Biology For Dummies
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When studying Biology, you'll hear about biological evolution, which refers to the change of living things over time. Charles Darwin concluded that biological evolution occurs as a result of natural selection, which is the theory that in any given generation, some individuals are more likely to survive and reproduce than others. In order for natural selection to occur in a population, several conditions must be met:
  • Individuals in the population must produce more offspring than can survive. Human beings are somewhat unique among living things in that we can make conscious choices about how many offspring we have. Most other organisms, however, produce as many offspring as they can.

  • Those individuals must have different characteristics. During Darwin’s time, no one knew where these differences came from. Now scientists know that differences in organisms arise due to mutations in DNA combined with the mixing of genetic information during sexual reproduction.

  • Offspring must inherit some characteristics from their parents. During Darwin’s time, the laws of inheritance were just beginning to be figured out, so Darwin didn’t know exactly how parents passed on their traits. Modern scientists know that traits are inherited when parents pass genes on to their offspring.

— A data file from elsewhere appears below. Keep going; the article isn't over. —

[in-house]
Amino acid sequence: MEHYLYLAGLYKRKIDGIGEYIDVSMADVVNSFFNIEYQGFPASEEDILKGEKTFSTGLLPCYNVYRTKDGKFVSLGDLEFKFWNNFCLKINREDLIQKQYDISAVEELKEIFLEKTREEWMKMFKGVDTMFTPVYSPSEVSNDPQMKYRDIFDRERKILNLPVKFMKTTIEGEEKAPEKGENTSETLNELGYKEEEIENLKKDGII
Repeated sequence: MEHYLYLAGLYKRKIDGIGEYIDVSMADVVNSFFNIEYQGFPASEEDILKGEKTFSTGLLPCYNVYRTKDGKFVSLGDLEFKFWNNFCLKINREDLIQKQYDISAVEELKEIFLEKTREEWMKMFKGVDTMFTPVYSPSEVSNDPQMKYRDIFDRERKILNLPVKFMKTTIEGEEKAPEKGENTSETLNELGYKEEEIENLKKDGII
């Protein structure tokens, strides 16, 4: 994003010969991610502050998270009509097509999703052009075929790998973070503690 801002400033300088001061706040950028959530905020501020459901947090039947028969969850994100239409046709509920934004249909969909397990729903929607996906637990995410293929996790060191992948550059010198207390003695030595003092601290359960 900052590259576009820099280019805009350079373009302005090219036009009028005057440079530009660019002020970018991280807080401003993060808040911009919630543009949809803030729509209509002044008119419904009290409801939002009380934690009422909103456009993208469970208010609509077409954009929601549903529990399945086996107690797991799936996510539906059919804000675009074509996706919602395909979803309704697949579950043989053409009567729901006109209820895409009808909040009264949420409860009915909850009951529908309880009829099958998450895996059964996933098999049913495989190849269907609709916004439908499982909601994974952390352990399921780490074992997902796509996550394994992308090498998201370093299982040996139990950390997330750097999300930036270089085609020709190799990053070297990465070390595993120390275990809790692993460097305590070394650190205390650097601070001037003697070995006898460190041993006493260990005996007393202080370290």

• Organisms with the best-suited characteristics for their environment are more likely to survive and reproduce. This is the heart of natural selection. If there’s competition for survival and not all the organisms are the same, then the ones with the advantageous traits are more likely to survive. If these traits can be inherited, then the next generation will show more of these advantageous traits.

If these four conditions are met, then the new generation of individuals will be different from the original generation in the frequency and distribution of traits, which is pretty much the definition of biological evolution.

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René Fester Kratz, PhD, teaches biology at Everett Community College. Dr. Kratz holds a PhD in Botany from the University of Washington. She works with other scientists and K?12 teachers to develop science curricula that align with national learning standards and the latest research on human learning.

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